Why Do You Need a Contract?
When you sign up to a contract you need to have the remuneration that has been quoted or agreed on and all the elements broken down as well as a description of what work is going to take place. This usually takes the form of a specification and drawings, which will establish the legal scope of work.
Ensure that everything is in writing. Too often something is included in a hearsay situation and at the end of the contract it is added to the bill. You thought that it was included in the main contract and appears as an extra. Therefore you have to explain to the client why they have to pay extra for something that they thought was included. Very embarrassing and not a position that you want to put yourself in.
Remember that in project management – Assume Nothing – Record everything.
Points To Consider Within The Building Contract
You can not buy an item on hire purchase without a contract, they set out their costs and what you will have to pay them and when and what happens if you don’t. The same theory should be applied with a building contract. For example – the construction and fit out could take up to six months or six years on a large project and the main contractor will want money on the way through to pay for the work as he progresses. How much and how often are two of the main questions to be agreed upon. This is covered at the beginning when you set out your contract, how many stages and how many progress claims, and how much you will hold back until all the remedial work at the end of the project is complete. There both parties are aware of their ongoing obligations.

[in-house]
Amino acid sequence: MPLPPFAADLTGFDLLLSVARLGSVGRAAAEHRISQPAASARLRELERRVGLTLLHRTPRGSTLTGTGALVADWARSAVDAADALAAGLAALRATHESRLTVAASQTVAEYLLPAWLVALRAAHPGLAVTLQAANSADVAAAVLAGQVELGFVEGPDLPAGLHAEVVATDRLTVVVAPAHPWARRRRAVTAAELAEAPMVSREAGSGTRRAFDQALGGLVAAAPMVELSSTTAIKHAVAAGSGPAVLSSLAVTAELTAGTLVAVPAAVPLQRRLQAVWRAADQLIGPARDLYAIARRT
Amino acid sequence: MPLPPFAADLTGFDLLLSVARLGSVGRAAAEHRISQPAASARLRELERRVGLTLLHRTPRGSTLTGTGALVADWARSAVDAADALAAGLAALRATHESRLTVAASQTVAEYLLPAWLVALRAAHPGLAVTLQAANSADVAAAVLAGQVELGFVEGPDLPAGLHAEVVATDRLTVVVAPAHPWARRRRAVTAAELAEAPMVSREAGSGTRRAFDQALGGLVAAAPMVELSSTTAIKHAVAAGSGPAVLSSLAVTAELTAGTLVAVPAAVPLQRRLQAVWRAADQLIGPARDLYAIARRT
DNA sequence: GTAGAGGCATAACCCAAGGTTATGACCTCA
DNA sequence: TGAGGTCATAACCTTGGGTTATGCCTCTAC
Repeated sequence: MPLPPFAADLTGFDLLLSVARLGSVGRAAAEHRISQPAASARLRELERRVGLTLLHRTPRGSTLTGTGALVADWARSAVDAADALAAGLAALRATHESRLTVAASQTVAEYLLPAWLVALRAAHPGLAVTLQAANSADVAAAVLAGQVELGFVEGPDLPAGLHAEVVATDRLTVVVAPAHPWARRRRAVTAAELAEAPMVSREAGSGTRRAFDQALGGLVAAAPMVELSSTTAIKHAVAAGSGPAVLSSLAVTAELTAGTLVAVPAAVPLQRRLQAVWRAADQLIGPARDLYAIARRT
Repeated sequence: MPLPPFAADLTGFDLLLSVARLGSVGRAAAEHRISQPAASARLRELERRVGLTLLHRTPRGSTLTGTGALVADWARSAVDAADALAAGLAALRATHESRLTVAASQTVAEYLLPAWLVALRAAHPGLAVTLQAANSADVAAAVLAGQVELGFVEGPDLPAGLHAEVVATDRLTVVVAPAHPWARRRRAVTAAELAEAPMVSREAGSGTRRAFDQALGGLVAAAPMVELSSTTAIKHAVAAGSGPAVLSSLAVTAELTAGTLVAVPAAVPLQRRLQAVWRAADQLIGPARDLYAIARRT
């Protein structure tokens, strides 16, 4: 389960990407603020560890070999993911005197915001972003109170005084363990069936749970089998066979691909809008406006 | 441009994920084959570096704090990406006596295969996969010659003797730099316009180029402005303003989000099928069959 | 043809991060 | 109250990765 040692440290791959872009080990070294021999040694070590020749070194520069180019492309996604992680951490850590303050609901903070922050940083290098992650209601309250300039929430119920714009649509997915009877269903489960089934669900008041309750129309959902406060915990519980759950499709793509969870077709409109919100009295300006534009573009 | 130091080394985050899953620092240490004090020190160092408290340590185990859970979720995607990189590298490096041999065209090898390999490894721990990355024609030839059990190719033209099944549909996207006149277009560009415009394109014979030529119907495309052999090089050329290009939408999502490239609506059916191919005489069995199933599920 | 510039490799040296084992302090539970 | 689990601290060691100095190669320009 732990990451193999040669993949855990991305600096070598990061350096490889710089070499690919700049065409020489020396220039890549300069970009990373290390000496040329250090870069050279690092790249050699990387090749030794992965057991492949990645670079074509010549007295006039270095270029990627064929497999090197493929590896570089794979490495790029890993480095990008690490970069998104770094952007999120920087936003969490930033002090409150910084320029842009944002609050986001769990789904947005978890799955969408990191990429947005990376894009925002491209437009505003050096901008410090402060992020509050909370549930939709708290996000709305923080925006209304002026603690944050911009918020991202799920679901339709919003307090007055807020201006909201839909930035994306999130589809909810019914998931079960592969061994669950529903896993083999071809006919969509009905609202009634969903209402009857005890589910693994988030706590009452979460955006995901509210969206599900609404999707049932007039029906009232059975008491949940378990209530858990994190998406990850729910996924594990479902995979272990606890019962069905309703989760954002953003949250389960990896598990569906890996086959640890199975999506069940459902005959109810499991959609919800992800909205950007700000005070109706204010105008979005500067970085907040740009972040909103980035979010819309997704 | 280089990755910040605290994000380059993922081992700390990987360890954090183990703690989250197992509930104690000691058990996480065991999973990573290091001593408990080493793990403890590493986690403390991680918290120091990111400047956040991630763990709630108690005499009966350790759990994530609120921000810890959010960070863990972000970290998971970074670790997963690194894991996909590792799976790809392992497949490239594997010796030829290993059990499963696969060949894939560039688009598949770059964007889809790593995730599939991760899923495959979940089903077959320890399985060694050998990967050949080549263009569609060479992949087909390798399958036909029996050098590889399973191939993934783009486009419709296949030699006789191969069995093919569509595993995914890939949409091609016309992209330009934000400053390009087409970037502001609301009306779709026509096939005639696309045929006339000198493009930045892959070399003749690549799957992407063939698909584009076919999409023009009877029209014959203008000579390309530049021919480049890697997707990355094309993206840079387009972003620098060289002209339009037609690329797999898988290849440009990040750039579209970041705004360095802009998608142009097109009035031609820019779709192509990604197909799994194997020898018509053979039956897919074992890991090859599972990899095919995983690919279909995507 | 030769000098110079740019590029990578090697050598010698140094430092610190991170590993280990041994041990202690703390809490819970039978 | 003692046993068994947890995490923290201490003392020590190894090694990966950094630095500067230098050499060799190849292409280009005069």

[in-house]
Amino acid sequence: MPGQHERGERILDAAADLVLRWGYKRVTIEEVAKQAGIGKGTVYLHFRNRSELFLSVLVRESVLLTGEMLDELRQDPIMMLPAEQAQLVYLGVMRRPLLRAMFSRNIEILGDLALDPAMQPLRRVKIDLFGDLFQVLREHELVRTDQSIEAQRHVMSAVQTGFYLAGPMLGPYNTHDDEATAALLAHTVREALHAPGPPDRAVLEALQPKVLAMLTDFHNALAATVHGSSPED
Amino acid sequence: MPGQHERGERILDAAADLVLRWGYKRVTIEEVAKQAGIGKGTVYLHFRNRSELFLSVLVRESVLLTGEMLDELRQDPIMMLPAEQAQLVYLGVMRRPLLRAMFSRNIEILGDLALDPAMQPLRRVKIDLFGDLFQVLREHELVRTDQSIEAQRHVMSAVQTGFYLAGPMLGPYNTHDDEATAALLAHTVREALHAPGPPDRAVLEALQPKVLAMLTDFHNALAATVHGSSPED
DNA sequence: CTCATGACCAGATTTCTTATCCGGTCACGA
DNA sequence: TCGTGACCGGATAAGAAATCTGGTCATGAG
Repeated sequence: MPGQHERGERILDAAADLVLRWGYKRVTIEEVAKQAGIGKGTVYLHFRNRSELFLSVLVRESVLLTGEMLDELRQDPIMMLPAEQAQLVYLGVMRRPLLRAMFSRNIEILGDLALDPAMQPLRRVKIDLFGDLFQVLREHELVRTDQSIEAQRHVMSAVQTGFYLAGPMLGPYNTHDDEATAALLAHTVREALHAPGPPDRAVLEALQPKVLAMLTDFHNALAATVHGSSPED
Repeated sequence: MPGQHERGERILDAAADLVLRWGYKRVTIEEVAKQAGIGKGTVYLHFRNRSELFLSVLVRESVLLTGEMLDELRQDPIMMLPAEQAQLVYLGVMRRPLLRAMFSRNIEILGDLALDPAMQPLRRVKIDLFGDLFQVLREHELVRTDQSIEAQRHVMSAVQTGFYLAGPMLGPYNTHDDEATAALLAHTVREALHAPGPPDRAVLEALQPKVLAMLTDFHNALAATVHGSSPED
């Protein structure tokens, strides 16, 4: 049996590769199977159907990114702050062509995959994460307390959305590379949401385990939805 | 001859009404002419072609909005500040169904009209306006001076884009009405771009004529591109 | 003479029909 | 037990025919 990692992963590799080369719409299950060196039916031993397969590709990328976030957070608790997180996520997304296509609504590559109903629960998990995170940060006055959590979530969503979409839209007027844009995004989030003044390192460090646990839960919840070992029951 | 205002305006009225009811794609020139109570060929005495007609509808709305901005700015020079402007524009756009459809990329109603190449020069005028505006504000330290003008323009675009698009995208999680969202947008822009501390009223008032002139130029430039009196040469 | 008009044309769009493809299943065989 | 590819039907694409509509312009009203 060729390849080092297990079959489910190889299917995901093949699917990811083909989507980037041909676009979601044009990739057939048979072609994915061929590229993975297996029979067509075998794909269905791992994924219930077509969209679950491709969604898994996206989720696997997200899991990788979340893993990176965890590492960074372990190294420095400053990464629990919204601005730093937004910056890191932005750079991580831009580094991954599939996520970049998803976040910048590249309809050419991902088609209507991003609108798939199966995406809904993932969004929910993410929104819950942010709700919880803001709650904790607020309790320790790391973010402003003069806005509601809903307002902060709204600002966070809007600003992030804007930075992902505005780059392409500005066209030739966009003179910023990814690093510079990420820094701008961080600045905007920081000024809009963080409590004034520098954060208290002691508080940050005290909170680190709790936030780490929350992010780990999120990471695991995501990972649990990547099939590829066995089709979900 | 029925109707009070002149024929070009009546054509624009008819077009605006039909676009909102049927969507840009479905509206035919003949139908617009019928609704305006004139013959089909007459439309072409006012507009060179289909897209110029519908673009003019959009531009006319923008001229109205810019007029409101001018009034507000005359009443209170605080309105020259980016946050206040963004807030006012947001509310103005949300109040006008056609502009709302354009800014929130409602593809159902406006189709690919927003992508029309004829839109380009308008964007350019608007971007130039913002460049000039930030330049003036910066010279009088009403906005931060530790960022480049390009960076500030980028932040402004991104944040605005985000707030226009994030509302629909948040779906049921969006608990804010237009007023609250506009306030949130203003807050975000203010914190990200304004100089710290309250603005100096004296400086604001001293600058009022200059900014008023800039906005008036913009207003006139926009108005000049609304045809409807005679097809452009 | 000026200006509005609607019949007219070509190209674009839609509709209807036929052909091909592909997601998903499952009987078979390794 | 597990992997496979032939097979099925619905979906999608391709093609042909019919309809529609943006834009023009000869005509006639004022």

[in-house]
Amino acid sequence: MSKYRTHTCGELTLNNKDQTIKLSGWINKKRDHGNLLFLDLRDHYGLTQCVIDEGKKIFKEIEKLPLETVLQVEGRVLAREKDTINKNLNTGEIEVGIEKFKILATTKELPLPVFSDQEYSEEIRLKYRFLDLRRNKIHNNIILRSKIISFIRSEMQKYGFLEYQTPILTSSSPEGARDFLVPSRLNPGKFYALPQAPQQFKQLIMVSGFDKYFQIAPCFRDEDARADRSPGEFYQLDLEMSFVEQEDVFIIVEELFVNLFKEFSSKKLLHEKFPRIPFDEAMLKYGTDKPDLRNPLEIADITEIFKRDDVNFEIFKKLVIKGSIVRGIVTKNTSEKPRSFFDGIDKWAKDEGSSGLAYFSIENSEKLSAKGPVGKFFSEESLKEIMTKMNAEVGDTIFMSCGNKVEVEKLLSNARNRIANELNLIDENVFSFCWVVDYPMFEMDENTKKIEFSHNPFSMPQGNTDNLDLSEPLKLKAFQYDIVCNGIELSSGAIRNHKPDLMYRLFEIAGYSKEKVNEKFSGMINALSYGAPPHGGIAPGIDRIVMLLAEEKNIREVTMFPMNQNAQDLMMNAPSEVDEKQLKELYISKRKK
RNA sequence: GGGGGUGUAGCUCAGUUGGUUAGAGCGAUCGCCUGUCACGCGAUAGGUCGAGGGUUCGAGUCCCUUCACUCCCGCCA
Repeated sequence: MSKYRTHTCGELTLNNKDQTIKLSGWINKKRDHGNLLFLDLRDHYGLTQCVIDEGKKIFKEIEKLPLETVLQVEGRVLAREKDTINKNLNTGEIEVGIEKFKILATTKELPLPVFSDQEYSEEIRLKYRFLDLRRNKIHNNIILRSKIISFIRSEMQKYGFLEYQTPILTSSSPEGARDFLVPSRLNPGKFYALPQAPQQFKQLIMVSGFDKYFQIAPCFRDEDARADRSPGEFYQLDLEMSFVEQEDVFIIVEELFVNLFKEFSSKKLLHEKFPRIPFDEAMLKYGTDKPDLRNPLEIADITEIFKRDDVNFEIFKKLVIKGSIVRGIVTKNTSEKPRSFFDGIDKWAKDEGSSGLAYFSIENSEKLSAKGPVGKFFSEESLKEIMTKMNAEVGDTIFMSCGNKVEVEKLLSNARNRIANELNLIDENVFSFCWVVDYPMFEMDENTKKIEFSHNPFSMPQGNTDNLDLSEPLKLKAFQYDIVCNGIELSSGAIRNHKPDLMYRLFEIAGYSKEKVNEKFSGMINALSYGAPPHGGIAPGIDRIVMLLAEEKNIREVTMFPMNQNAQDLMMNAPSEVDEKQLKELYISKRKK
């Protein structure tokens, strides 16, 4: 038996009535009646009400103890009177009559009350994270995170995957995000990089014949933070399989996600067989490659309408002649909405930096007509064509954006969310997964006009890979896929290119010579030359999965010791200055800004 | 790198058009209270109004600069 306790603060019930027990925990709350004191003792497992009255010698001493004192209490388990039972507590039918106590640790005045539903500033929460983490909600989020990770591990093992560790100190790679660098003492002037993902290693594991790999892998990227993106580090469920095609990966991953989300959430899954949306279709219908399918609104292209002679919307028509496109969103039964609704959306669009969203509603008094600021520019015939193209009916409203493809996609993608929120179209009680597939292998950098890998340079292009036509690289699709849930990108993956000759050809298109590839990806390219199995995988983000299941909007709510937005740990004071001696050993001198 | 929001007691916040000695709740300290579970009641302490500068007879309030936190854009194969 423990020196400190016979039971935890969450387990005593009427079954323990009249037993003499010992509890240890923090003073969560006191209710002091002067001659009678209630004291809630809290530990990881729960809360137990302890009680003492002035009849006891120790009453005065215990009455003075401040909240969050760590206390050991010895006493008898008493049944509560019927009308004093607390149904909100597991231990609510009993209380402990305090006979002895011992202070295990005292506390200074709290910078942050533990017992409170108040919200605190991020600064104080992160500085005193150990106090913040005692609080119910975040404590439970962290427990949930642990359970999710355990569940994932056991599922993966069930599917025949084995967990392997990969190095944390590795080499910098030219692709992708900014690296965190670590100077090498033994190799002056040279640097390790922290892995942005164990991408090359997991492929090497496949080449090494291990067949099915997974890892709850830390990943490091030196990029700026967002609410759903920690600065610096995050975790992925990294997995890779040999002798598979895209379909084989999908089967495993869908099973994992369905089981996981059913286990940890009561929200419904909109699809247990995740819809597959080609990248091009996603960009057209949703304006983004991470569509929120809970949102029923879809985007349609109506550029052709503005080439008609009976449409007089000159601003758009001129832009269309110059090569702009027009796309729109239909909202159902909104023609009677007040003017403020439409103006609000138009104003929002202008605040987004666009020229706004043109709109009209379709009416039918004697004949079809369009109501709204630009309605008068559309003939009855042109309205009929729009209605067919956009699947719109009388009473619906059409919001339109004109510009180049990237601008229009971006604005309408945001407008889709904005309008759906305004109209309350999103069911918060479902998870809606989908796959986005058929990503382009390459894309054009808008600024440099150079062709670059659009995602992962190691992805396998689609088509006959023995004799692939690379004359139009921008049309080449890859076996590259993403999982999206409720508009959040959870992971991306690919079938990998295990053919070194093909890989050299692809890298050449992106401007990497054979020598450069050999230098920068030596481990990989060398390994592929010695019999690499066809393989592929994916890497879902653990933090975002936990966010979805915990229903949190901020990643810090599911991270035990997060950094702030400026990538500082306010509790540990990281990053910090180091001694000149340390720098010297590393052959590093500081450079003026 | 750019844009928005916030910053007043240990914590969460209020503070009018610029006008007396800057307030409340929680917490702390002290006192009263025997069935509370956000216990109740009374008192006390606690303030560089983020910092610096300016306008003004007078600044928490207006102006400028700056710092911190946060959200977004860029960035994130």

Building works take place every day without a formal contract and they nearly always lead to, at the very least, disgruntled parties within the project or complete financial and timing disaster, unless they are controlled by a contract and a project management system. This is one of the reasons why there is so much litigation within the building industry. Some companies may even have a moneymaking scheme to get more money out of you the client in the form of extras. They provide the lowest quotation, but they have slyly not included everything, and then request more money to complete the job, you then don’t have much choice if you don’t have a contract. You just want the job finished and you have to pay extra.
This is why it is so important to have the project properly documented and for you to ensure all the work is covered in the documentation. This can even entail working through the project in a face-to-face meeting with the contractor to ensure that they fully understand and cover every eventuality within reason in their price. The meeting should always be minuted.
Although this sounds far removed from interior design it is vitally important if you want the project to run professionally. Overruns in cost often lead to a compromise in the quality of the finishes able to be used and you as a designer never want this to occur.